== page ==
The same idea is also echoed in MIT’s Scratch project. Scratch declares its mandate as making it easy to “create your own interactive stories, animations, games, music, and art”. While the focus seems to be towards animation and getting kids to learn programming concepts, can it be extended to real world projects ?
Another interesting project that surfaced recently was Sikuli. Check the video on that below. My favorite part of this was that the “script” actually references the images that behavior is assigned to. You dont need to understand variables at this point (You may need to to write business logic if you have to, but thats a bridge you can cross later)
Human-readable “code” with Ruby and Cucumber:
Just getting started with the Ruby programming language, I have been really impressed by its focus on readable code. An open source project called Cucumber is also fascinating. I haven’t done any work with it but have attended a few sessions on it in different user group meetings. Cucumber takes the readability of code even further with a goal of having non technical folk be able to define a site’s functionality very granularly.
Final thoughts: Enough with the text editor already
Using a pure fast text editor for developing applications seems to be the badge of a real developer. But writing lines of Â text to express ideas in my head seems to be a paradigm that should have evolved a while back but hasn’t. Am I overly simplifying the problem? Possibly. But after so many decades since the inception of programming there is very little to justify the high barrier to entry it presents to most newbies. To me the current state of programming feels like the state of mobile phones before the iphone and the ipad. Whatever anyone’s feeling on Apple are, its hard to deny how much they humanized computing.
Its time to do that for programming too don’t you think?
Some other related interesting stuff
- The Adobe design team recently posted some thoughts on improving the programming experience in Flash.
- Some good thoughts on XCode UI enhancements
13 thoughts on “Rethinking GUI Programming Paradigms”
I don’t have nearly the breadth of experience with other languages and IDEs that you do but I’d agree that the environment for creating custom UIs is primitive compared to the advances in other areas. I have the feeling that we are on the verge of some radical changes in UI development but that could just be wishful thinking on my part.
If you have a second check out videoMaru.com – just watch the short intro video. That is something I came up with after building my 50th custom video player.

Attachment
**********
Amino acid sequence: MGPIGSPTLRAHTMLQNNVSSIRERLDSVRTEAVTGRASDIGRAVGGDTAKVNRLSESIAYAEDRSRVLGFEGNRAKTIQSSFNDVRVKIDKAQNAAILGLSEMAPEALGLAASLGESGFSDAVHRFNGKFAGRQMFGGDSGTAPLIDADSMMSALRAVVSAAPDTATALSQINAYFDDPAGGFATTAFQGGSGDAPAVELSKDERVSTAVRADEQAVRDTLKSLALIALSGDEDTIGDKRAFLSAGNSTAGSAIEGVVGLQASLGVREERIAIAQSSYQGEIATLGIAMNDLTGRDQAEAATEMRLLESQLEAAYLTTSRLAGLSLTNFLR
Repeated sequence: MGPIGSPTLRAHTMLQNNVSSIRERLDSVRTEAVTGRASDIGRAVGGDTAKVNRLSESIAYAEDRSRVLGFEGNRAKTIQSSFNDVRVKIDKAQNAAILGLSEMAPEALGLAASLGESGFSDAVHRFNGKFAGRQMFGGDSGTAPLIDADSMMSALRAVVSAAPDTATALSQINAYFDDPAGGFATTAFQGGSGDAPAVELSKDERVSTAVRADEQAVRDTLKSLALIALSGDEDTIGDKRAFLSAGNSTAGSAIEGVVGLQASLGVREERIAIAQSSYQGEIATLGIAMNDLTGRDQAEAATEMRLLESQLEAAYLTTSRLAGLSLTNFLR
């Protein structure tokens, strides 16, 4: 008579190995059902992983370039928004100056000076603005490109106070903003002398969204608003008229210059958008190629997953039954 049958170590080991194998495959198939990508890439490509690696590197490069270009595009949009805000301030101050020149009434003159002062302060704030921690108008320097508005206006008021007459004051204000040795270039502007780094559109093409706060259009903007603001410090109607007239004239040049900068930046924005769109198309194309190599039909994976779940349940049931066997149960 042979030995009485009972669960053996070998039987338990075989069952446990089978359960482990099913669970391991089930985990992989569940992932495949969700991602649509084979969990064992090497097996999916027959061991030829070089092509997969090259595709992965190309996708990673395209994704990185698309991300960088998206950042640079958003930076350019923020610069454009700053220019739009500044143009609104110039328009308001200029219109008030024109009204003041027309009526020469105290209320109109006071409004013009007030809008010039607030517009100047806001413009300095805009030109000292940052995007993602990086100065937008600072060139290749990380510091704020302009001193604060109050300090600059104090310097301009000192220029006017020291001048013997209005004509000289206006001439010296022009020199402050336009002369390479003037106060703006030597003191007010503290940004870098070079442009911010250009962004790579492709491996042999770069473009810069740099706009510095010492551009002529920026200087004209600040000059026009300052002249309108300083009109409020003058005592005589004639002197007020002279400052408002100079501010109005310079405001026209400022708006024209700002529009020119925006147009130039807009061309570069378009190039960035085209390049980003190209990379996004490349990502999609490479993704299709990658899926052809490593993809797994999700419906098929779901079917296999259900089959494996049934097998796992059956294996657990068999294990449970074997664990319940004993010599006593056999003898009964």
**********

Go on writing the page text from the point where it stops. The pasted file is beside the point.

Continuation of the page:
1 for making application developments more powerful.
I often think programmers are usually so busy making new and better products that they don’t get enough time to focus their skills on their own environments and processes. Or even help teach new developers.
Not sure how to solve that, but I guess the first step is awareness, so nice work there, buddy!
Our product, Storyboard Suite, tries to bridge the gap between graphic designers (who want to drive a products user interface and behaviour) and embedded engineers (who often just want to worry about the guts of the system and not the look of the data).
It is specifically targeted at embedded products and can simulate an application in a manner similar to the way Flash is used to build a demo and decouples user interface and system logic with an MVC model and Lua scripting.
You can download a free evaluation and try it out.
I like that programming a good user experience is rather hard. I’ve worked hard to get very good at it and now, finally, get paid for all of my efforts. If it became easy . . . well I would kind of be out of a job. For that same reason I don’t want a nifty do-it-all machine that builds amazing furniture for anybody with an idea. I want a gifted craftsman to build something special with his hands . . . and get paid accordingly. The reason I love programming is because it is a craft and while every good craftsman needs good tools nothing beats hard work and experience.
I guess that even if it becomes easy to build “good” user experiences there will always be a place for us who craft “great” user experiences.
I’ve been using REBOL for years. It’s practically unknown, but I’ve never found any other language or development tool so well conceived.